Firmly in the spotlight since the start of the 2013 CAF Africa Cup of Nations on 19 January, Africa is preparing to welcome FIFA President Joseph S. Blatter for a six-day tour, which begins this Wednesday in Mauritania. After making stops in Guinea and Botswana, Blatter will wrap up his trip in Johannesburg, South Africa, next Monday.

His first port of call will be the Mauritanian capital of Nouakchott, where he will meet with the president of the country’s football association (FFRIM) Ahmed Ould Yahya. Together they will review the various areas of cooperation between Mauritania and world football’s governing body.

During his two-day stay in the country, Blatter will also attend the opening of the Mauritanian FA’s new headquarters, a Football Academy, and two artificial pitches at the Stade Cheikha Ould Boidiya, which have been installed thanks to the “Win in Africa” project.

“Mauritanian football has been immersed in a serious crisis for many years,” Ahmed Ould Yahya told in an interview a few months ago. “Football came to a halt in my country and the national team disappeared from the world ranking because it just wasn’t playing. Speaking as the new president, I hope that with the support of FIFA we can come back strongly.”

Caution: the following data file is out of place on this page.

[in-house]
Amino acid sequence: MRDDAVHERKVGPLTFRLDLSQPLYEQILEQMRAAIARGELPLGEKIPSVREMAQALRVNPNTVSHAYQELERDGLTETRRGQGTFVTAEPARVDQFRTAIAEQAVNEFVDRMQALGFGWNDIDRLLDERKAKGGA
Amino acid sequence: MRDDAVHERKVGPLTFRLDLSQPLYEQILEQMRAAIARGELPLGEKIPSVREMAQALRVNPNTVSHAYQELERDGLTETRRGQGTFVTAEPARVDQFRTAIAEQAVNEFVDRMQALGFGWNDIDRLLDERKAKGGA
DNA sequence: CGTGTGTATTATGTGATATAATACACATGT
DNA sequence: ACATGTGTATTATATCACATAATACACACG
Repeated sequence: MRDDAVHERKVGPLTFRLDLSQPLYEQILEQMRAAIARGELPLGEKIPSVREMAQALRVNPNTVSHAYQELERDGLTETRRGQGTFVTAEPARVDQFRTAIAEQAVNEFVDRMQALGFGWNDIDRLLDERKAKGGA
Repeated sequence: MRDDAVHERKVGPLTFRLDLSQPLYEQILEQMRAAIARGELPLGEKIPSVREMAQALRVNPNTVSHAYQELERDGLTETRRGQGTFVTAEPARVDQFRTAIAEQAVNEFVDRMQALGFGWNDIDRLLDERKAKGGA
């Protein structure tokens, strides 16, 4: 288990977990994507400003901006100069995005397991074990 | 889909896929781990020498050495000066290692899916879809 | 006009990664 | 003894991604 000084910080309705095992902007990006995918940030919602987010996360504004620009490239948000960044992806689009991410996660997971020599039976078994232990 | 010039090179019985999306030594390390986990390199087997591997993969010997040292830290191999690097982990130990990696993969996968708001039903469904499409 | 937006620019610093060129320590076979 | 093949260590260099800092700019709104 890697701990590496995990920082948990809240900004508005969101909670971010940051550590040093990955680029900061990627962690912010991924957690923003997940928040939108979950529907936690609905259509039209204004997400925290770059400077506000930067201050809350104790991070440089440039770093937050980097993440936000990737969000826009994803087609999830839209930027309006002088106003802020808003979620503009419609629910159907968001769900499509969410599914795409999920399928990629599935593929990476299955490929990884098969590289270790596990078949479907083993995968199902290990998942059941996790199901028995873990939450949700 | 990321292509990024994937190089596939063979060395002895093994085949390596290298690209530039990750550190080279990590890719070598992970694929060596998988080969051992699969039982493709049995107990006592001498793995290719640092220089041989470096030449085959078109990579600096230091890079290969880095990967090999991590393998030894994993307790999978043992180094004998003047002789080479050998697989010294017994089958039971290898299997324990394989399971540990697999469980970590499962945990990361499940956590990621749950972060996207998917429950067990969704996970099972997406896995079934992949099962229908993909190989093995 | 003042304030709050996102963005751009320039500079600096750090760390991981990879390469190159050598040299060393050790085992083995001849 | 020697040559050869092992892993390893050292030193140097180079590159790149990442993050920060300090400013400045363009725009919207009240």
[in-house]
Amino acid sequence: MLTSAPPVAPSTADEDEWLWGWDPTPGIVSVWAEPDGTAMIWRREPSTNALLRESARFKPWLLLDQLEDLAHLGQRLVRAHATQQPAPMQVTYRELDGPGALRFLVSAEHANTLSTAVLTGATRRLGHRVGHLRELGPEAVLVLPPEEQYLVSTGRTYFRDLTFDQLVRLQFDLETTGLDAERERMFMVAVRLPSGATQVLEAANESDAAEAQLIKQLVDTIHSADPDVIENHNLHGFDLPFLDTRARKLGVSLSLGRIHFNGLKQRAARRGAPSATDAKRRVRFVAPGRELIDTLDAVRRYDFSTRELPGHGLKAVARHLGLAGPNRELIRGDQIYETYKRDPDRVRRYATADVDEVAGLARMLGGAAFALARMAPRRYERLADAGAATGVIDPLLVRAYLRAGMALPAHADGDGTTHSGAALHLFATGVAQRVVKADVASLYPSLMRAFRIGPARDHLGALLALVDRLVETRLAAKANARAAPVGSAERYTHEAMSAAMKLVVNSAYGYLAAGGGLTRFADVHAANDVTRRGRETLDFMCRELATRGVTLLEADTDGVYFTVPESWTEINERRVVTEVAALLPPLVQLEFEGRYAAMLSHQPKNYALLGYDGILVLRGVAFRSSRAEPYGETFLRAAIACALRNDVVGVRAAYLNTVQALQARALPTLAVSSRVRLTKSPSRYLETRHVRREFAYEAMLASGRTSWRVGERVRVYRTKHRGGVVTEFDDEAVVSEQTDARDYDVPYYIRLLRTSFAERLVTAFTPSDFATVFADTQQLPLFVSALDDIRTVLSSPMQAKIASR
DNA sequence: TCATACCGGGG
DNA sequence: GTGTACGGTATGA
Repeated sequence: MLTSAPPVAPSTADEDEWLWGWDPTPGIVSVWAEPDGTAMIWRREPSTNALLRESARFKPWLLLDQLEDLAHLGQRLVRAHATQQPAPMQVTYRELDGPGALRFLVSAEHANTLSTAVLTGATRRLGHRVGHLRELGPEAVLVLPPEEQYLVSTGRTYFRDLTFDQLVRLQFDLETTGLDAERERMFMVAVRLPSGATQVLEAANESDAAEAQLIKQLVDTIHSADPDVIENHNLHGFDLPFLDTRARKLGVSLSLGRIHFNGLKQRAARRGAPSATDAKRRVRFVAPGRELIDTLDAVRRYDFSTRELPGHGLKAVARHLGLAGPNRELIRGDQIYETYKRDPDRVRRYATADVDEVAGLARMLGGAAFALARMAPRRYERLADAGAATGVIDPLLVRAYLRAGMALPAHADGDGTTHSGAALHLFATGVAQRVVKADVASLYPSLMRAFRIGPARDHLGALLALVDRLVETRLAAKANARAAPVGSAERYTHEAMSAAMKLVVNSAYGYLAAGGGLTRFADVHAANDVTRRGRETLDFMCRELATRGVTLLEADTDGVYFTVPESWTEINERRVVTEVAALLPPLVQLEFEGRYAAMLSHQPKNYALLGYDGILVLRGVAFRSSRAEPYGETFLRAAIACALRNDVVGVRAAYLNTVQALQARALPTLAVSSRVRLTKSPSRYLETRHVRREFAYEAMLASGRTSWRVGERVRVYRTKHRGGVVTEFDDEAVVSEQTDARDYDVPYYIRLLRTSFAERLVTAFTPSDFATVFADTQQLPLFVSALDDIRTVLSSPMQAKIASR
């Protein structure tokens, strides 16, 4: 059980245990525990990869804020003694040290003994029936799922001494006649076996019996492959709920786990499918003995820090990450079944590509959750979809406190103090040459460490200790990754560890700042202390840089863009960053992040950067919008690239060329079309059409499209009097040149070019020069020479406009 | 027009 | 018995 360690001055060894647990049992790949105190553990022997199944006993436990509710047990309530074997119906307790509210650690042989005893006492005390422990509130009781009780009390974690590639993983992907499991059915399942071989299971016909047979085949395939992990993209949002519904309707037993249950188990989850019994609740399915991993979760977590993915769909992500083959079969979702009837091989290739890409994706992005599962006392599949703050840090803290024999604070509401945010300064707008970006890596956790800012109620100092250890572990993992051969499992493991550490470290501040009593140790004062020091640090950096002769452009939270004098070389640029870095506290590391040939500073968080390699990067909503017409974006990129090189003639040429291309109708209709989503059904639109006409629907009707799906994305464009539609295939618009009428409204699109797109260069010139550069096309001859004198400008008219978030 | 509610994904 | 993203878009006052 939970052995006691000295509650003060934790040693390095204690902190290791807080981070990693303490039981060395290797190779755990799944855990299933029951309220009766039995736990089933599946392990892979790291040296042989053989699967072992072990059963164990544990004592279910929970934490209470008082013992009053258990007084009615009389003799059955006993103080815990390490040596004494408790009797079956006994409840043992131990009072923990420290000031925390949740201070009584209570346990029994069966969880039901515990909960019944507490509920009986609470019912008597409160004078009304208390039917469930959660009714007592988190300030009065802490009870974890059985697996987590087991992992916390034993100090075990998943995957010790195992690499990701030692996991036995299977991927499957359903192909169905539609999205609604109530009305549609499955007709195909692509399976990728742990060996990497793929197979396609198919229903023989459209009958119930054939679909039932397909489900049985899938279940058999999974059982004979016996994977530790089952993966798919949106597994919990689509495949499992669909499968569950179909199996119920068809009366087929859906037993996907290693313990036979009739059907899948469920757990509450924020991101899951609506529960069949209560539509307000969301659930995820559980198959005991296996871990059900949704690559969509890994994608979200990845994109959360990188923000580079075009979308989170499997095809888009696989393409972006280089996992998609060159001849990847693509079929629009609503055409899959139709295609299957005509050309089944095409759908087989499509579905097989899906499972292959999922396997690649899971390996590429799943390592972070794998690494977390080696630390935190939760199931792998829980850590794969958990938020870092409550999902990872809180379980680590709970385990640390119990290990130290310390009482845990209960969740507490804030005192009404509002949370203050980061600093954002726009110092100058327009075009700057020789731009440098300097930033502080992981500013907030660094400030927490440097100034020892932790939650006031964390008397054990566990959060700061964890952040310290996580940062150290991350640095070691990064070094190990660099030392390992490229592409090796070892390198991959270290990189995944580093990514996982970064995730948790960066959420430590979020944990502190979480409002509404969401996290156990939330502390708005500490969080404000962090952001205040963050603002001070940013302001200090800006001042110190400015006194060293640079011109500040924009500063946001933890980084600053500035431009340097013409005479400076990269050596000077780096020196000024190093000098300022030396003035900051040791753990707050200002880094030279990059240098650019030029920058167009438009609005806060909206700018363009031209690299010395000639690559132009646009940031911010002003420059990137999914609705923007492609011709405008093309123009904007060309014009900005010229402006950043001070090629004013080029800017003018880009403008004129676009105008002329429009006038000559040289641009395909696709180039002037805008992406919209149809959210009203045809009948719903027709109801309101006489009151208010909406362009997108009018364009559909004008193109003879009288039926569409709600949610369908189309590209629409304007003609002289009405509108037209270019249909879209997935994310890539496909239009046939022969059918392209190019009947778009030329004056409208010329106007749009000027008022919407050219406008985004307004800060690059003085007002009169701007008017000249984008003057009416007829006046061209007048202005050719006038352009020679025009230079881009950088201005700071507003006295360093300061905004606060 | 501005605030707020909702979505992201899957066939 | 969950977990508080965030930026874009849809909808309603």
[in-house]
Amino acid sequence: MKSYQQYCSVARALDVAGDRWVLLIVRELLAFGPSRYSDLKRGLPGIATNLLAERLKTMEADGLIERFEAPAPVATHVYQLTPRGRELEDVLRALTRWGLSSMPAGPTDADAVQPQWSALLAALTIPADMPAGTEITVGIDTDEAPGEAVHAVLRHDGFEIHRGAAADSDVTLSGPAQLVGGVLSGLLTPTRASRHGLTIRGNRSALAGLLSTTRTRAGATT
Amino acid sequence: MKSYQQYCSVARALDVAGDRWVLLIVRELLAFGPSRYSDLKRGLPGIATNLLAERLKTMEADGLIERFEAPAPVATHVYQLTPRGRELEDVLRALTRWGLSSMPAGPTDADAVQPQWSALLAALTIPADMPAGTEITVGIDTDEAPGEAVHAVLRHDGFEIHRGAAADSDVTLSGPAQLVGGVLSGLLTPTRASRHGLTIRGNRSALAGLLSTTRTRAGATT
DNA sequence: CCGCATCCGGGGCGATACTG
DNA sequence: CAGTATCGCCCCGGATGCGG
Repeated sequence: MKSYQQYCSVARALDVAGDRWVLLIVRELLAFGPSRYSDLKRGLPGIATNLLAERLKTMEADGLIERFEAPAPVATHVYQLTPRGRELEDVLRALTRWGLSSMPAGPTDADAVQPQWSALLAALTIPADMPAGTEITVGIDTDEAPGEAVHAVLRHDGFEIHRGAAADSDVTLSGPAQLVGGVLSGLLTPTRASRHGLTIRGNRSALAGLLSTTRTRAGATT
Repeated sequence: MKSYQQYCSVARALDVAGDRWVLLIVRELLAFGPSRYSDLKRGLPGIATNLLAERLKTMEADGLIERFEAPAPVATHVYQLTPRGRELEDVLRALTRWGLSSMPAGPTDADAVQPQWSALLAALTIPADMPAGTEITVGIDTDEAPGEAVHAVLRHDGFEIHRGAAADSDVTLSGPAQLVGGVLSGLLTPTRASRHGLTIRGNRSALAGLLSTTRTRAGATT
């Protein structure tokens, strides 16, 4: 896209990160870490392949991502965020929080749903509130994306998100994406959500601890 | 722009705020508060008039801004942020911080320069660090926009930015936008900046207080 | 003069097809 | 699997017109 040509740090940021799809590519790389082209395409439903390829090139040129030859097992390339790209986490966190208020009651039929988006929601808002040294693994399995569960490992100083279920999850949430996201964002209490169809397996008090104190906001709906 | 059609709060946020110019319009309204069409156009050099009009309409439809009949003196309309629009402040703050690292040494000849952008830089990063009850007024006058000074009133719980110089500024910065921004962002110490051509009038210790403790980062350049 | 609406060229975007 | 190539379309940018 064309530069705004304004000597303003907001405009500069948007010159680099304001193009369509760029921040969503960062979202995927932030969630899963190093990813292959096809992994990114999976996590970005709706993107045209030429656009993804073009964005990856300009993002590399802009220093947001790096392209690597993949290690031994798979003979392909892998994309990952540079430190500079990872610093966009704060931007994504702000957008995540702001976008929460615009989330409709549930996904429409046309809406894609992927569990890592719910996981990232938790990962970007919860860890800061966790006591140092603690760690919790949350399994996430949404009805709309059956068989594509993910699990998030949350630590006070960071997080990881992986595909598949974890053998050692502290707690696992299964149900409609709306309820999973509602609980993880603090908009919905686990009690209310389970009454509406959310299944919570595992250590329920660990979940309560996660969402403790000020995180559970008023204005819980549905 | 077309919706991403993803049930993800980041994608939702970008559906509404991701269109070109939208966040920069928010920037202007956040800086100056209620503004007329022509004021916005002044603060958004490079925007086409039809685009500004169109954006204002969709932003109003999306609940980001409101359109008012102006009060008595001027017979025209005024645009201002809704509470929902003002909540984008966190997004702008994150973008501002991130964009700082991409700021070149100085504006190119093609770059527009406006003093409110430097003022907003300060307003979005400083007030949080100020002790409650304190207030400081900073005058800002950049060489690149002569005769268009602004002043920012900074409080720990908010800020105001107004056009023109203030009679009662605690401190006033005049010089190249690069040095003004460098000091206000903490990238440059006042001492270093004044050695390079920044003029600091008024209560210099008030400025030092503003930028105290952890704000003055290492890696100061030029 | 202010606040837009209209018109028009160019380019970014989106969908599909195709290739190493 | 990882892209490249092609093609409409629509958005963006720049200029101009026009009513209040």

Blatter will head from Mauritania to the Atlantic coast and Conakry, the capital of Guinea. His hectic schedule there will begin with a visit to the site where the new offices of the Guinean Football Federation (FEGUIFOOT) are being built, followed by a trip to the Nongo Football Academy, where an artificial pitch built with the support of the Goal Project has just been laid. 

Southward bound 
After two days in Guinea the FIFA delegation will make its way to Botswana and its capital Gaborone, where it will be welcomed by Botswanan Football Association (BFA) President Tebogo Sebego and the nation’s Minister of Youth, Sport and Culture, Shaw Kgathi. On the agenda is the opening of the Lekidi Football Academy, where an artificial pitch is also due to be built.

Blatter’s visit is a big gesture for us as a member association and as a nation.

Tariq Babitseng, Botswana FA Secretary General.

“Blatter’s visit is a big gesture for us as a member association and as a nation,” said BFA Secretary General Tariq Babitseng. “It is not every day that the FIFA President comes to visit you.”

The last stage of Blatter’s African tour will take him to South Africa, where the Africa Cup of Nations is currently being played. The FIFA President will be in the crowd for next Sunday’s big final at the FNB Stadium (formerly known as Soccer City), the venue for Spain’s triumph in the Final of the 2010 FIFA World Cup South Africa™ two and a half years ago.